A Sign of Hope from the Congo

August 30, 2010, 4:30 PM EST

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Women and girls of the Democratic Republic of Congo will never be safe from sexual assault and rape until there is peace in the country, Esther Munyerenkana told the CAW/TCA Joint Council in her address upon receiving the CAW's Nelson Mandela award on August 28.

Munyerenkana is a social worker at the Panzi Hospital who works with women who have survived brutal sexual assaults and rape, to help rebuild their lives.  Between five and 10 women enter the hospital each day, sometimes as many as 30.

The DRC is thought to have the highest incidence of rape in the world, according to Action Aid, an international anti-poverty organization. Rape is used as a weapon of war by armed gangs to destroy families and communities in the decades-long conflict which has ravaged the region.

In explaining the situation of women and girls in the DRC, Esther tried to put words to what are often indescribable cases of the most severe kinds of human cruelty -the murder of husbands in front of their wives and children, the mutilating and severing of limbs and other body parts and brutal sexual assaults forced upon women and children from tiny babies to the elderly. 

The DRC is a largely agrarian society and women and girls are most at risk of rape or assault while working in the fields or travelling to work, making it impossible to provide for their families. Malnutrition is also rampant as a result.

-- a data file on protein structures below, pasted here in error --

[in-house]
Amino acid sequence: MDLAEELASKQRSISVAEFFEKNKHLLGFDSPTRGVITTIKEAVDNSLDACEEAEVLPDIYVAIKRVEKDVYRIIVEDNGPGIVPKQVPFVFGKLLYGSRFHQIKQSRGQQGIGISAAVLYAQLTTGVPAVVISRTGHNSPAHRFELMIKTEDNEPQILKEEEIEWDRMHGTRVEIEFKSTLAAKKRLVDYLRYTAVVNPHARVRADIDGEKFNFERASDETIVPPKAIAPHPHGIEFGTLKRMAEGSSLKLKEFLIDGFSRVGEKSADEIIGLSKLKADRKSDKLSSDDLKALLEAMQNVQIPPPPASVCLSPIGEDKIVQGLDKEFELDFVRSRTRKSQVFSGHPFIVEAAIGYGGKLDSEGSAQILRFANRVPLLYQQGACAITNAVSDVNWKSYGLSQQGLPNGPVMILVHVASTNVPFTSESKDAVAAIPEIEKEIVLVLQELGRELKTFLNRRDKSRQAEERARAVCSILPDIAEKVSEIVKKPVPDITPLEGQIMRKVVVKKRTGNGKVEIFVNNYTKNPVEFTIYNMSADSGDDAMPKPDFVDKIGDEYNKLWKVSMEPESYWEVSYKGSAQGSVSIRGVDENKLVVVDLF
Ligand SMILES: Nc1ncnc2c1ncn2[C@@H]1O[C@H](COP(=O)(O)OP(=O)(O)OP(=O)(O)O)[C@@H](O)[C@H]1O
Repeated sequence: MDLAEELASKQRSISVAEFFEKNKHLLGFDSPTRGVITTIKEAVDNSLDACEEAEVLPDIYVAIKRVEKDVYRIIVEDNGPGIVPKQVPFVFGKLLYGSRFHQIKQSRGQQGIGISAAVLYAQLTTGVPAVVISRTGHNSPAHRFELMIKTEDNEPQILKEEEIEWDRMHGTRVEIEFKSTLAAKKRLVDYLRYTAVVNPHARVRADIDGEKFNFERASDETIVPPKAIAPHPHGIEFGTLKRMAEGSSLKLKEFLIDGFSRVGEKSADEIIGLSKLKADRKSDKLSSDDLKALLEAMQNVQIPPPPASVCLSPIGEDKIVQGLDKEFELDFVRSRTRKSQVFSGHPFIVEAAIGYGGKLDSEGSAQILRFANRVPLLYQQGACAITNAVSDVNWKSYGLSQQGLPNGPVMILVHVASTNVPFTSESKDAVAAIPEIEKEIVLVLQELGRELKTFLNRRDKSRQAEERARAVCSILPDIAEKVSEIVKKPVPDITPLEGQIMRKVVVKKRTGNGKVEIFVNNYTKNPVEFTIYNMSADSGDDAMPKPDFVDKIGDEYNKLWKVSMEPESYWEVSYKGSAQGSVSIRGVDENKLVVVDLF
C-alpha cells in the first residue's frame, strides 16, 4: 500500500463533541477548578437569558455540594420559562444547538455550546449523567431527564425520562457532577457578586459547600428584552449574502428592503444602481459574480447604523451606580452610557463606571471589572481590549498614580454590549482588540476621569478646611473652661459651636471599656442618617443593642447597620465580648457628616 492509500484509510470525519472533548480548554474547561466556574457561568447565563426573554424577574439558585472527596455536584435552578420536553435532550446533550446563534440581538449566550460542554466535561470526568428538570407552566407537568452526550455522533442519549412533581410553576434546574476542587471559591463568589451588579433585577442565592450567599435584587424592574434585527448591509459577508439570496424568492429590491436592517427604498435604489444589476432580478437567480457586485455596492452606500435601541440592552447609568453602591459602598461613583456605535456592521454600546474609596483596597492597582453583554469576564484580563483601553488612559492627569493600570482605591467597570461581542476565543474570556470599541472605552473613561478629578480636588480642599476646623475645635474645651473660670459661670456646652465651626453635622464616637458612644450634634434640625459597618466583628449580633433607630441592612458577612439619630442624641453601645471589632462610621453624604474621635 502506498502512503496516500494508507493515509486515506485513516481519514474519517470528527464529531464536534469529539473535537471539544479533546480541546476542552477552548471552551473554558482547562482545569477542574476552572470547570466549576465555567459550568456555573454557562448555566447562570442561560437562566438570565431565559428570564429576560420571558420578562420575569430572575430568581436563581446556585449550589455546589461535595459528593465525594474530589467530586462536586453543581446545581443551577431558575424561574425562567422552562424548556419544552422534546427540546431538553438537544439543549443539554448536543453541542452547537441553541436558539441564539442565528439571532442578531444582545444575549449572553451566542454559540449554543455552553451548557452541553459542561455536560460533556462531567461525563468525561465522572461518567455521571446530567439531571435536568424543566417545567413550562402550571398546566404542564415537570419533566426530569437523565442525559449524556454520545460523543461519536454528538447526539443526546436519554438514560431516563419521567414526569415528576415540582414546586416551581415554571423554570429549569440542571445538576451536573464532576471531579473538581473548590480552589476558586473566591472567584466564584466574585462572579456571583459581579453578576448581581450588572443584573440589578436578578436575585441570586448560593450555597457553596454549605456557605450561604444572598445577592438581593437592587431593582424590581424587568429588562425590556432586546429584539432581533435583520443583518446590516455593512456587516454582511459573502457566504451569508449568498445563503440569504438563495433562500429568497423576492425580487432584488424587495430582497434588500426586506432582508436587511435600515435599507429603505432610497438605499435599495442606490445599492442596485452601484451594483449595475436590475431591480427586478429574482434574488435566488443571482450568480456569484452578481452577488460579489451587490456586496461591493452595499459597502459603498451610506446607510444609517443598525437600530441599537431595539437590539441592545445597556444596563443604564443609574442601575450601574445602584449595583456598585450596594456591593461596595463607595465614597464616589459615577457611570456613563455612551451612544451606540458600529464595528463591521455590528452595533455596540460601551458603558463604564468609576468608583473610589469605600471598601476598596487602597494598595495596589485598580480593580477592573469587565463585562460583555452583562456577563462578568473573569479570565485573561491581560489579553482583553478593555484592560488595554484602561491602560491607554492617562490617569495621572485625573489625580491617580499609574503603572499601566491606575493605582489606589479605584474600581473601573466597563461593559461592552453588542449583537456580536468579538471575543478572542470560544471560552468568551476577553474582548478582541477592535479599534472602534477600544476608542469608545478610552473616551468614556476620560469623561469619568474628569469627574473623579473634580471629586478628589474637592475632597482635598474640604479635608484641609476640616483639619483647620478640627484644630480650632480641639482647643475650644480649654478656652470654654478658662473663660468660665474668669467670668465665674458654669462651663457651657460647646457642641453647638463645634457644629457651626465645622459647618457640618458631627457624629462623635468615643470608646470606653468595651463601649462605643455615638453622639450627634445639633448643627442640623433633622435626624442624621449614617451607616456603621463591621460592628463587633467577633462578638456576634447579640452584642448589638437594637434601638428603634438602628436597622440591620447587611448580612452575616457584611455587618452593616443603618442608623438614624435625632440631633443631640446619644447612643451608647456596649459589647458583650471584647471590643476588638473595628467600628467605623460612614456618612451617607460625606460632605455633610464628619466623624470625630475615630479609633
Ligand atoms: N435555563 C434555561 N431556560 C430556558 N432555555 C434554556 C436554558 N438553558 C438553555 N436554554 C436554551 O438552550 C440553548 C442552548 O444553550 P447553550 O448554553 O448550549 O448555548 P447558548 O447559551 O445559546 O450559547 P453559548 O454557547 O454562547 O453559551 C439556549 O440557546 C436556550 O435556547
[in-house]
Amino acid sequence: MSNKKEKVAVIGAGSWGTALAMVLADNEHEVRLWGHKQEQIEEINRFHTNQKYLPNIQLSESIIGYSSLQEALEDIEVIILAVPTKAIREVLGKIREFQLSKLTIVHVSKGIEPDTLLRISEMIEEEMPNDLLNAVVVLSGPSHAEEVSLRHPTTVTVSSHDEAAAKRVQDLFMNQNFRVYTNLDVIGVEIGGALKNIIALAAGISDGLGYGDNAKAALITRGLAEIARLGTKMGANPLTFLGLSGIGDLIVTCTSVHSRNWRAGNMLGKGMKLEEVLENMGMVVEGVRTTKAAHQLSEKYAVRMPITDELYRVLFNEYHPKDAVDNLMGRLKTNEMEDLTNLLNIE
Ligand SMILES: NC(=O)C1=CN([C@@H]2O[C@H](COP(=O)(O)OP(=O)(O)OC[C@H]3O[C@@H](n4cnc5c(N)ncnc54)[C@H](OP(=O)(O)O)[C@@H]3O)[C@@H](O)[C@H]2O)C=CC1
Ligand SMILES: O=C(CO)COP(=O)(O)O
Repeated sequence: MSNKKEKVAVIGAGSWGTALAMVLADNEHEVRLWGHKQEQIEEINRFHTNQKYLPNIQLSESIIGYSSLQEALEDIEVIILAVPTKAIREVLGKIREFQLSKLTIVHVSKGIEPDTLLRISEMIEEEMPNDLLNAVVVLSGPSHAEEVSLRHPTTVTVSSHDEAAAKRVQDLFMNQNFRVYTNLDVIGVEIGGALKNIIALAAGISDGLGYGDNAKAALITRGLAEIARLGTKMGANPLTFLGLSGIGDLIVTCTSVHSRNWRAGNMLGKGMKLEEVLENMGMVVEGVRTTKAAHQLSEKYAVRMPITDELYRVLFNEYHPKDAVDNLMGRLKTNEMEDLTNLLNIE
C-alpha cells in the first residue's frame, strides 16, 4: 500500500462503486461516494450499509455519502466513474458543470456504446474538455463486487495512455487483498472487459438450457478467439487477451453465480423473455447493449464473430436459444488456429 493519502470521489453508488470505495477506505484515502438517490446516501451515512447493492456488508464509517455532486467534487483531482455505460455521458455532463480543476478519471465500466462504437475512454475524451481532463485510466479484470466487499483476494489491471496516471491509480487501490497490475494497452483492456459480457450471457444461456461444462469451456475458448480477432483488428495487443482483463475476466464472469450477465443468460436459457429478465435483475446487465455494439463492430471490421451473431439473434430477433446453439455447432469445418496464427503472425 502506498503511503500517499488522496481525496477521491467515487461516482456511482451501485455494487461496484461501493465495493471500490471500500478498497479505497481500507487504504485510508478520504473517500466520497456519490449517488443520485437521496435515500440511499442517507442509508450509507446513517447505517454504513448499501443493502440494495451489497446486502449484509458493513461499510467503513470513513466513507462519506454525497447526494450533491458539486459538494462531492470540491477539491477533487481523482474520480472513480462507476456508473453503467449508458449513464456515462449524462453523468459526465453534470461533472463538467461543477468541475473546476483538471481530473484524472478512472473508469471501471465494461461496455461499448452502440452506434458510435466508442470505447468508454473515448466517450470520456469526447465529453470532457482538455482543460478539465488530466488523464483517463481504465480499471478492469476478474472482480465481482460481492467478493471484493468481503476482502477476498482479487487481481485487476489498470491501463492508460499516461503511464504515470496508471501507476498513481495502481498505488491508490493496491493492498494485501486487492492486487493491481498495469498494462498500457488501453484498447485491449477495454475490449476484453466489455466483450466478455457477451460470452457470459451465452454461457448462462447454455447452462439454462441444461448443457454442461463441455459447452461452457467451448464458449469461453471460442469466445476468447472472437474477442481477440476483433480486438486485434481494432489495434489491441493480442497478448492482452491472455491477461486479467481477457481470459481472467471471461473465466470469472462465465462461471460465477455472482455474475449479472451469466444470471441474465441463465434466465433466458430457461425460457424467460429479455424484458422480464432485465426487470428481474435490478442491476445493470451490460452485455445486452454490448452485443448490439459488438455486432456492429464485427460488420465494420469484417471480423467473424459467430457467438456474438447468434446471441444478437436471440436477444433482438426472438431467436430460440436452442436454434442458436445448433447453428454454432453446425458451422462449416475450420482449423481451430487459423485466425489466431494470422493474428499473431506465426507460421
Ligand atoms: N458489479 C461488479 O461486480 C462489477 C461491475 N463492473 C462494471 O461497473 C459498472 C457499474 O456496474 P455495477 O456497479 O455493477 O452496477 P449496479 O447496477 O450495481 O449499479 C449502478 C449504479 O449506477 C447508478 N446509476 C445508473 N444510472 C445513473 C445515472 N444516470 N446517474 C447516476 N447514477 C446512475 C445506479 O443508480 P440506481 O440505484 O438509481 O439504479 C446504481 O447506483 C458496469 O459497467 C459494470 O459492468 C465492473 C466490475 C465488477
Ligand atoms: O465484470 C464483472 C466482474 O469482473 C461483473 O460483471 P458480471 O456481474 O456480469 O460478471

Each year, more than 3,500 women are treated at the Panzi Hospital. Formerly a maternity hospital, it was transformed into a rape treatment and rehabilitation centre in 2004.

"The way these women are suffering does not leave us indifferent," said Munyerenkana, her eyes welling up with tears. "Social workers and counsellors also absorb some of this pain."

Despite the high prevalence of rape, survivors are severely stigmatized and in many cases cannot or are afraid to access treatment, putting them in greater danger of disease or infection.  Women who have been raped could also be at risk of being rejected or cast out by their families.

Women are traumatized when they enter the Panzi Hospital and could be suffering from injuries. Many have made a long journey to the hospital. The women are given a sanitation kit so they can clean up and are sent for medical and psychological exams. They also benefit from counseling during their stay as well as skills training, including functional literacy, sewing and weaving. From the attack, they may have also contracted HIV, for which they will need treatment.

Aissatou Diajhaté, director of programs for the Stephen Lewis Foundation said that the situation in the DRC can seem overwhelming, gloomy and painful, but she sees signs of hope and the work of Esther is one of them. "Esther helps repair their bodies, but also repairs their souls. She helps restore their dignity and tell their stories."

Munyerenkana was recommended to the CAW by former Ontario NDP leader, UN ambassador and UN special envoy for HIV/AIDS in Africa Stephen Lewis and playwright and activist Eve Ensler. The award is given every three years by CAW to an individual or organization for exceptional achievement in the promotion of human rights.  It is named in honour of Nelson Mandela, former president of South Africa.  It recognizes the struggle, courage and achievement of Mandela in fighting against apartheid and in advancing human rights and social justice.

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